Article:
Victims of these “romance scams” report they became involved in an online relationship with someone they believed to be a U.S. Soldier who then began asking for money for various false service-related needs. Victims of these scams can lose tens of thousands of dollars and face a slim likelihood of recovering any of it.
Victims may encounter these romance scammers on a legitimate dating website or social media platform, but they are not U.S. Soldiers. To perpetrate this scam, the scammers take on the online persona of a current or former U.S. Soldier, and then, using photographs of a Soldier from the internet, build a false identity to begin prowling the web for victims.
Never send money to someone claiming to be a Soldier!
The most common scheme involves criminals, often from other countries -- most notably from West African countries -- pretending to be U.S. Soldiers serving in a combat zone or other overseas location. These crooks often present documents and other "proof" of their financial need when asking their victims to wire money to them.
CID's Computer Crime Investigative Unit also cautions Soldiers themselves to be on the guard for "sextortion scams." In these scams, criminals engage in online sexual activity with unsuspecting Service members and then demand money or favors in exchange for not publicizing potentially embarrassing images, video or information.
Such scams, when they involve dating sites, pose a unique challenge in the fight against impostors and identity thieves, because on such sites a dating profile is often required to conduct a search for fake accounts. That makes it difficult for organizations to monitor those sites for impersonators using a Soldier’s or key leaders’ information in a scam.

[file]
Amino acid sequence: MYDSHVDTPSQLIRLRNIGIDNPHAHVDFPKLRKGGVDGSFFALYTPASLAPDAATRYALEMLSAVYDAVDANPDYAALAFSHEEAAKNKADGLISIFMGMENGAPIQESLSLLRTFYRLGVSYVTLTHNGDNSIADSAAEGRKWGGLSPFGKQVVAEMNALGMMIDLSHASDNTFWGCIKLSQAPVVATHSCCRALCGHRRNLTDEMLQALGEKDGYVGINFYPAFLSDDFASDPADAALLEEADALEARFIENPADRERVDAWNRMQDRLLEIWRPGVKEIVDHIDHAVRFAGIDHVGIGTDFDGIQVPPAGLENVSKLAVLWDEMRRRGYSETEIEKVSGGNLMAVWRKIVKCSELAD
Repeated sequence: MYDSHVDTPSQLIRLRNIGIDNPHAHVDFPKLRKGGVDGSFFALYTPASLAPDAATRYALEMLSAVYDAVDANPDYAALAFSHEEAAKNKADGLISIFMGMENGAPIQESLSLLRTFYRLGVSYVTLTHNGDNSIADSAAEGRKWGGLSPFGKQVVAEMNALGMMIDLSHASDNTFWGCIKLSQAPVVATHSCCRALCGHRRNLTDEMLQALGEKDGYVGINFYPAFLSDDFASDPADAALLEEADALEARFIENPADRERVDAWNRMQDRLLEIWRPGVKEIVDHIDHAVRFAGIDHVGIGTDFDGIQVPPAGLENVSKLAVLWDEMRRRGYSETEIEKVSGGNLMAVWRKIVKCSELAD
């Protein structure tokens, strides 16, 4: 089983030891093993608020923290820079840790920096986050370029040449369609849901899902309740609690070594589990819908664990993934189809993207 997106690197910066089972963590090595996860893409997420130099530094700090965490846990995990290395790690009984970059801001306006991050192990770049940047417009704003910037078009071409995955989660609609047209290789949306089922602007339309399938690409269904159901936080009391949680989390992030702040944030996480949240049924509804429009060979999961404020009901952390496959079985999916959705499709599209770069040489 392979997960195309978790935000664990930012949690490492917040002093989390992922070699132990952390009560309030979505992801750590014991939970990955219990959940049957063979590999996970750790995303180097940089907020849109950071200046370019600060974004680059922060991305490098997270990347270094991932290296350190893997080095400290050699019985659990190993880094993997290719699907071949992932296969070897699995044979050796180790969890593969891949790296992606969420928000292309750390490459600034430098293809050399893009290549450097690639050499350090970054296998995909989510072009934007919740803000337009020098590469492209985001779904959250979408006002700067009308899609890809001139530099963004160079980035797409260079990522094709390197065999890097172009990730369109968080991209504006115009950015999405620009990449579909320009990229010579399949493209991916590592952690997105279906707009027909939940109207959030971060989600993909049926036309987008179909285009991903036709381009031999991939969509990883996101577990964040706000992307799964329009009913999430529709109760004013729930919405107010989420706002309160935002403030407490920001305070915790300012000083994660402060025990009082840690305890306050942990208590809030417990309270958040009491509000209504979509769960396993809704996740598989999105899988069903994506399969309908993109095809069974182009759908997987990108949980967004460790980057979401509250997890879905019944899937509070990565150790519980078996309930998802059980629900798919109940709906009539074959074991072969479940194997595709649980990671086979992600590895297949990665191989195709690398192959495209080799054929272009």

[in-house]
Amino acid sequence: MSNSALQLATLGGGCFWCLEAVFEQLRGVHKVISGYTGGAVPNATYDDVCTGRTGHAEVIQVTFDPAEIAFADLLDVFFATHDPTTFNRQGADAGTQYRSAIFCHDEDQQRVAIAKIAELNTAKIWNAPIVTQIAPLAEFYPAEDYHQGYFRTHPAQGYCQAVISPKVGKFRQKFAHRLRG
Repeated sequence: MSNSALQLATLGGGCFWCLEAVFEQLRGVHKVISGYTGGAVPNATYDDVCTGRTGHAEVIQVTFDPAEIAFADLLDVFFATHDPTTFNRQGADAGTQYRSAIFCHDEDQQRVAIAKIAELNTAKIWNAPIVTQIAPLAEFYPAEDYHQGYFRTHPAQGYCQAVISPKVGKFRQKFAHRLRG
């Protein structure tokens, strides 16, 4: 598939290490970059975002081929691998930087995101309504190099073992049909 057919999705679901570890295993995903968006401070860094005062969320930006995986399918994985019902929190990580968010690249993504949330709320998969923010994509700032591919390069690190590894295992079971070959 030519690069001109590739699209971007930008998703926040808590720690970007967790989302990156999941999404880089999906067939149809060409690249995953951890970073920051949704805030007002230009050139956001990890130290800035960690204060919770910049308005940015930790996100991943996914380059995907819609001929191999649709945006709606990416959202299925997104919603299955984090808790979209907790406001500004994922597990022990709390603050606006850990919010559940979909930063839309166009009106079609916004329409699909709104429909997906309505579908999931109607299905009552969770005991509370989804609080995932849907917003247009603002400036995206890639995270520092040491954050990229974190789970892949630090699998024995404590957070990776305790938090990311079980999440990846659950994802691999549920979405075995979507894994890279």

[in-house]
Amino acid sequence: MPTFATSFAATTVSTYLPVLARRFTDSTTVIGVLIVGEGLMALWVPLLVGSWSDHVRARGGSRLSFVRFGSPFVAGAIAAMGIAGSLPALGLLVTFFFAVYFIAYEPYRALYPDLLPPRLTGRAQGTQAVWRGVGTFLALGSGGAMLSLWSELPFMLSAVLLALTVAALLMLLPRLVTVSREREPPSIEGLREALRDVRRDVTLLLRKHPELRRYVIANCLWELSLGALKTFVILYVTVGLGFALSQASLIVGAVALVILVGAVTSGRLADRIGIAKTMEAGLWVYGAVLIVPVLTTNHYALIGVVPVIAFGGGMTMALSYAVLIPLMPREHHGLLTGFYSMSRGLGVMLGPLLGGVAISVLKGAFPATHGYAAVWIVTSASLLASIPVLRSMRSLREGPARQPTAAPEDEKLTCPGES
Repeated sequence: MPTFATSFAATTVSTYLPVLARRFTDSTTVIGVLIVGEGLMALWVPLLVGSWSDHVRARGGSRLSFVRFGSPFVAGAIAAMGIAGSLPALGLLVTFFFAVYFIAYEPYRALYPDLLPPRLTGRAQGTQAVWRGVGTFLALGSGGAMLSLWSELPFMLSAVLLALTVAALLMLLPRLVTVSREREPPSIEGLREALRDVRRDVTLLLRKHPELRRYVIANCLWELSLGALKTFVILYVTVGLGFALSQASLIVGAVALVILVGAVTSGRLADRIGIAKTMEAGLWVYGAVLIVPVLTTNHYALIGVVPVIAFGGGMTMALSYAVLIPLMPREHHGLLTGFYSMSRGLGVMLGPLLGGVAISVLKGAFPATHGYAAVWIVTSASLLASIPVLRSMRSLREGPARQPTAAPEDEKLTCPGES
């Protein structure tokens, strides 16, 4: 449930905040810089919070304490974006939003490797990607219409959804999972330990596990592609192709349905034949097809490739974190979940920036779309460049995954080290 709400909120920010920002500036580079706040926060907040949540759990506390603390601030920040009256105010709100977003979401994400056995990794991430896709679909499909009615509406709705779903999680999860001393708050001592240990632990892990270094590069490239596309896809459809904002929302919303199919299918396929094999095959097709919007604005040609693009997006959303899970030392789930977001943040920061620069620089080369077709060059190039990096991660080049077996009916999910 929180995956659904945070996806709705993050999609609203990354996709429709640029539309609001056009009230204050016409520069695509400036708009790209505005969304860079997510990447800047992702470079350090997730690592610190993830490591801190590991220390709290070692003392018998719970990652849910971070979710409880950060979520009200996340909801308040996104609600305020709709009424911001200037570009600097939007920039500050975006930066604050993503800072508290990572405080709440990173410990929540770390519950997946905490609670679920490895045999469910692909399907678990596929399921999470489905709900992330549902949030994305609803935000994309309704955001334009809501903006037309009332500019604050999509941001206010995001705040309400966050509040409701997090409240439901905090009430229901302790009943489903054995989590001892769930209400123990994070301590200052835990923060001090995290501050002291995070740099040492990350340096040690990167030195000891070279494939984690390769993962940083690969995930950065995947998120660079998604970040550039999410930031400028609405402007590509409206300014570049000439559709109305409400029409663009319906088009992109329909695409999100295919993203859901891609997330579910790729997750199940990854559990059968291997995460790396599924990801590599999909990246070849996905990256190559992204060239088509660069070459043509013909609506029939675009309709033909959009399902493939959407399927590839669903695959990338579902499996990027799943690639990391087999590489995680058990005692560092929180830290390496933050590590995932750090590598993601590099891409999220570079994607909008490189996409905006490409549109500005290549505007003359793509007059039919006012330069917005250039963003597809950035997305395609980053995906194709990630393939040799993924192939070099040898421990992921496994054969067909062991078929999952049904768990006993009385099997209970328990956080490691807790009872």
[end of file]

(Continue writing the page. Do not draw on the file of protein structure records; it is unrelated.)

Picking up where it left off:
In addition, it is not possible to remove dating site profiles without legitimate proof of identity theft or a scam. If you suspect fraud on a dating site, take a screenshot of any advances for money or impersonations and report the account on the platform immediately.
Online Romance Scam Information
Army CID is warning anyone who is involved in online dating to proceed with caution when corresponding with persons claiming to be U.S. Soldiers currently serving in Afghanistan or elsewhere.
Army CID receives hundreds of allegations a month from victims who state they got involved in an online relationship with someone, on a legitimate dating website or other social media website, who claims to be a U.S. Soldier. The "Soldier" then begins asking for money for various false, service-related needs such as transportation costs, communication fees, marriage, processing and medical fees. Victims of these online scams have lost tens of thousands of dollars, with a very low possibility of recovery.
The U.S. has established numerous task force organizations to deal with this growing epidemic; unfortunately, many times the people committing these scams are from African countries using untraceable email addresses, routing accounts through numerous locations around the world and utilizing pay per hour Internet cyber cafes, which often times maintain no accountability of use.
DO NOT SEND MONEY! Be extremely suspicious if you are asked for money for transportation costs, communication fees or marriage processing and medical fees. Use of Western Union.
If you do start an internet-based relationship with someone, check them out, research what they are telling you with someone who would know, such as a current or former service member.
Be very suspicious if you never get to actually speak with the person on the phone or are told you cannot write or receive letters in the mail. Servicemen and women serving overseas will often have an APO or FPO mailing address. Internet or not, service members always appreciate a letter in the mail.
Many of the negative claims made about the military and the supposed lack of support and services provided to troops overseas are far from reality - check the facts.
Be very suspicious if you are asked to send money or ship property to a third party or company. Often times the company exists, but has no idea or is not a part of the scam.
Be very suspicious if the person you are corresponding with wants you to mail anything to an African country.
Be aware of common spelling, grammatical or language errors in the emails.
Be very suspicious of someone you have never met and who pledges their love at warp speed.